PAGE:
How to simplify your tax prep

With April just around the corner, you may have already started organizing your documents in preparation for your 2016 tax filing. While doing so, it’s a good time to set some practices in place now to make your 2017 filing as easy as possible. In addition to keeping the usual copies of any tax slips and receipts relevant to deductible expenses, here are some ways to cut down on next year’s prep time and ensure you don’t miss out on any savings.


If you make donations on a regular basis throughout the year, you might find it helpful to keep a spreadsheet with the name of the charity, the month in which the donation was made and the amount you gave. If you make donations online, most charities will now issue you an electronic receipt almost immediately. Print them out and add them to your tax file once received. This way, you’ll already have most of your receipts by tax time and may only have to track down a few slips in the beginning of the next year.

Medical Expenses

If you have insurance coverage for most, but not all, of your medical expenses, keep copies of any receipts you have for expenses that were not covered by your insurance. If you plan to claim a medical expense for attendant care on your tax return, ask your doctor for a letter now that describes the medical condition of the individual, and states that the patient requires attendant care. To ensure that you haven’t missed any claimable expenses that were not covered, ask your pharmacist for a printout of all prescriptions purchased during the year.

Disability Tax Credit

If either you or a family member has been physically incapacitated during the year, you may be eligible for the Disability Tax Credit. Don’t wait until the last minute to apply for this. Your doctor will have to complete form T2201 for you, and then you will need to submit it to the CRA for approval. It can take up to six months for the CRA to approve the form. It’s important to note that if you claim the credit on your tax return before receiving the approval, the credit will be denied.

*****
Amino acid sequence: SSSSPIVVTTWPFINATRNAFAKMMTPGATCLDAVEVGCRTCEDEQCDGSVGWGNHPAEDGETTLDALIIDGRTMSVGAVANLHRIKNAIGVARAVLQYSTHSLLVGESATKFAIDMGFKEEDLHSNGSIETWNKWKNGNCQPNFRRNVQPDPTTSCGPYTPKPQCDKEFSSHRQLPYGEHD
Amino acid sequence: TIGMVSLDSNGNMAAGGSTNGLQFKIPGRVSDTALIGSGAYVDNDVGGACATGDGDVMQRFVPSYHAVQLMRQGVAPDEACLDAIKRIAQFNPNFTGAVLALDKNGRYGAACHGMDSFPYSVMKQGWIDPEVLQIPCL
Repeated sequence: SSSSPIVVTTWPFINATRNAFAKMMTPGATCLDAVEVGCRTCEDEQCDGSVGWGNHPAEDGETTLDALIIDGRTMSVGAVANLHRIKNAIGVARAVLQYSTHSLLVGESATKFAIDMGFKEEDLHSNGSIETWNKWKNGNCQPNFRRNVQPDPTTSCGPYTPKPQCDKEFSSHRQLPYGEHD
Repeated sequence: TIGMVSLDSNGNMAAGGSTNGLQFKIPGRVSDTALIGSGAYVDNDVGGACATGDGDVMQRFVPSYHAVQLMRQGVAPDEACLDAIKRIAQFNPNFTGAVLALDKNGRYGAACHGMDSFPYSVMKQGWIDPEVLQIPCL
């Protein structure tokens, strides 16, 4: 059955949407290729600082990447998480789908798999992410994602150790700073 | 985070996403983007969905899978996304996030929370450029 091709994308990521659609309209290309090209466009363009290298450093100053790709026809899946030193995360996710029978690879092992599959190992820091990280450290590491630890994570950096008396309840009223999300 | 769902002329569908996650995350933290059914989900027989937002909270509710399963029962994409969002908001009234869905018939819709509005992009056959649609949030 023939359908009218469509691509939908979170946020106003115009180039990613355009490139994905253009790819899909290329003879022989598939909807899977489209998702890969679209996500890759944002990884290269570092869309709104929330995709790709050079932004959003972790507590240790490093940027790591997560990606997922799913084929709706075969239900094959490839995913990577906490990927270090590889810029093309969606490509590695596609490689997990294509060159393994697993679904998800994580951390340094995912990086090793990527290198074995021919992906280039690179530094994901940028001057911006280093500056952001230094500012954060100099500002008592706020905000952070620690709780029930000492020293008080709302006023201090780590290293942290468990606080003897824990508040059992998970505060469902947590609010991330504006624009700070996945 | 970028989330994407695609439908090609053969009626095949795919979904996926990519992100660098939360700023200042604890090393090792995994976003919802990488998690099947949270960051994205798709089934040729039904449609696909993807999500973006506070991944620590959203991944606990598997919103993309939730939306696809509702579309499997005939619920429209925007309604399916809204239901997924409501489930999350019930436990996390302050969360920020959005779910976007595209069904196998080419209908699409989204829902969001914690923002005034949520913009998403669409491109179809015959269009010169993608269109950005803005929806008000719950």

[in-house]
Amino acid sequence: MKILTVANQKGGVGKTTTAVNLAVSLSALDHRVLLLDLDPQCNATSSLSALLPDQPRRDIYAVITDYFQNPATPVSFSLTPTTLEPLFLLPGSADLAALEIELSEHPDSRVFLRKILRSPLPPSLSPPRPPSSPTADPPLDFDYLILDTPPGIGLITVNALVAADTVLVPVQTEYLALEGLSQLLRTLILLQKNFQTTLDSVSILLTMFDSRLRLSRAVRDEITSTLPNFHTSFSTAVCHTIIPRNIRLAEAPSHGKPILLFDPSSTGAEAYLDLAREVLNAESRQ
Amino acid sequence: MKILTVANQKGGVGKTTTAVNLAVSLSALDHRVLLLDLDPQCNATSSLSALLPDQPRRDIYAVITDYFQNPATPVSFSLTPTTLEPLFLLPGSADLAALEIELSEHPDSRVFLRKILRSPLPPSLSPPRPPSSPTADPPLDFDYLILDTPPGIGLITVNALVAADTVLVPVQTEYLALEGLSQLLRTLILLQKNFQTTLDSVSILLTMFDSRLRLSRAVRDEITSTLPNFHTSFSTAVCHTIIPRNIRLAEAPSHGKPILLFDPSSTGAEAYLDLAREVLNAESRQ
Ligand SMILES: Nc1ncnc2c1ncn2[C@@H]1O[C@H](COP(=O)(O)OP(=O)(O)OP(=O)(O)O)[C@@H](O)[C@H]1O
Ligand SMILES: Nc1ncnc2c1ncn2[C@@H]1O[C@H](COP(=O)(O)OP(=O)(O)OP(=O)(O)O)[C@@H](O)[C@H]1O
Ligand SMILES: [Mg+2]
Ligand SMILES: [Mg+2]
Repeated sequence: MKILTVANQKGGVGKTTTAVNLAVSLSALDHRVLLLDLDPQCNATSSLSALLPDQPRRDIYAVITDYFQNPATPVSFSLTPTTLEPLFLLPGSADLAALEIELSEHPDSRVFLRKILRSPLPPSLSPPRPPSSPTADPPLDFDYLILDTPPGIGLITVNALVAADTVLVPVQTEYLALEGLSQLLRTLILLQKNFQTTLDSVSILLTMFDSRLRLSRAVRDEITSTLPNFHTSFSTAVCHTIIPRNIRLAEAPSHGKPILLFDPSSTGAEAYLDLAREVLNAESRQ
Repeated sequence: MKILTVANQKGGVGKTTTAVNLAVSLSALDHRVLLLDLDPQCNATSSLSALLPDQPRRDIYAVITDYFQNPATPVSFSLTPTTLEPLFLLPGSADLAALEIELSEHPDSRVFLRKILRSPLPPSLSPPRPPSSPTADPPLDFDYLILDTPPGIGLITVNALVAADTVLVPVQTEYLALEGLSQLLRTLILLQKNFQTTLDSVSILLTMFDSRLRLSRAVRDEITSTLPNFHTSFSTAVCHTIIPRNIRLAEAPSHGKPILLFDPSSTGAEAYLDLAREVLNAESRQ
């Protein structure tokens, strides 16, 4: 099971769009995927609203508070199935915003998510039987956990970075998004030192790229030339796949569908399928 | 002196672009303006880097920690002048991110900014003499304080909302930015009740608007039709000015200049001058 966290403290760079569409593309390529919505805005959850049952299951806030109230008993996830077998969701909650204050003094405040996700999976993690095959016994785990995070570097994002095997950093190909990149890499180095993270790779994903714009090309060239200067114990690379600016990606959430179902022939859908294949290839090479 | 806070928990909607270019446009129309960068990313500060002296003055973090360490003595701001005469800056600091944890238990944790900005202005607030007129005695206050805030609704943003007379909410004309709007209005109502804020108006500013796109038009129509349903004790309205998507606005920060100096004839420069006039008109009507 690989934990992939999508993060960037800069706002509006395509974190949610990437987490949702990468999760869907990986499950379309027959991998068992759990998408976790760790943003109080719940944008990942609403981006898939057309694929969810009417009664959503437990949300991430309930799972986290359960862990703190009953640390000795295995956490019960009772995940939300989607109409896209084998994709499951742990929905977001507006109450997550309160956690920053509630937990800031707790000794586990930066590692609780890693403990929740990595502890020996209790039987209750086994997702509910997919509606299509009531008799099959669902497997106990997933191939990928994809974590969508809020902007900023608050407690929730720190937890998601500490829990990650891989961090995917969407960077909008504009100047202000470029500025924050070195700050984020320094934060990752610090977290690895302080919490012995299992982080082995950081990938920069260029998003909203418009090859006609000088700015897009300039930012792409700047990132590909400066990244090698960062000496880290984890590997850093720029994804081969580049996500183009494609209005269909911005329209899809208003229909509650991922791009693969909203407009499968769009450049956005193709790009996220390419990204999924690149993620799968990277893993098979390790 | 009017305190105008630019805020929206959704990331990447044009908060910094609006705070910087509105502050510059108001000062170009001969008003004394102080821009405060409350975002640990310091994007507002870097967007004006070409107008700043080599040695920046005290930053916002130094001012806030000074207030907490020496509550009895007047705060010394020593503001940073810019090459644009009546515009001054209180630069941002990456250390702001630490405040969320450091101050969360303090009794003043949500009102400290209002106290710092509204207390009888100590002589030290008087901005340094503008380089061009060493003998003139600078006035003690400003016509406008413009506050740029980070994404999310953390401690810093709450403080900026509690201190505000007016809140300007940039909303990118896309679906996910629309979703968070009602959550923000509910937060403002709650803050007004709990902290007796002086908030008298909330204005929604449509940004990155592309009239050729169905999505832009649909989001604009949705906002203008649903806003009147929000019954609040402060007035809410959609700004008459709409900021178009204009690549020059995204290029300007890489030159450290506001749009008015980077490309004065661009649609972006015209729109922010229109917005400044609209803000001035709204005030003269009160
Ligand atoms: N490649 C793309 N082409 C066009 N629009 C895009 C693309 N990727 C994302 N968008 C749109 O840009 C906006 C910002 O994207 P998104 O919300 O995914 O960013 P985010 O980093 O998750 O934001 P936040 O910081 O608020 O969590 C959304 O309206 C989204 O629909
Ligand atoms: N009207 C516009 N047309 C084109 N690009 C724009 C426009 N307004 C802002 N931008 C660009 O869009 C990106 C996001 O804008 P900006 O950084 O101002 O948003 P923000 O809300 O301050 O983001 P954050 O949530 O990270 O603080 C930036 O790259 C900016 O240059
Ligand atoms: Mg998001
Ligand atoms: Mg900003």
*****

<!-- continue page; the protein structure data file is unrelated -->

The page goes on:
Moving Expenses

If you plan to move more than 40 kilometres for work or school this year, there are several expenses that you can deduct on your tax return. Keep all of your receipts for these expenses in one place so it will be easier to identify which of your overall deductible expenses fall under this claim. Some of the moving expenses that you may be eligible for are:
– Travel (such as vehicle and accommodation expenses)
– Meals and temporary housing (for up to a maximum of 15 days)
– Costs incurred when cancelling the lease for your previous tenancy contract
– Changing your address on legal documents and replacing your driving license
– If your house will be vacant for a time after you move, you can deduct up to $5,000 of the cost to maintain the home. Expenses such as interest, property taxes, insurance premiums and the cost of heat and utilities would be deductible. In addition, you can deduct the costs involved with selling your old home and buying a new one. This includes expenses such as commissions, legal fees and mortgage penalties.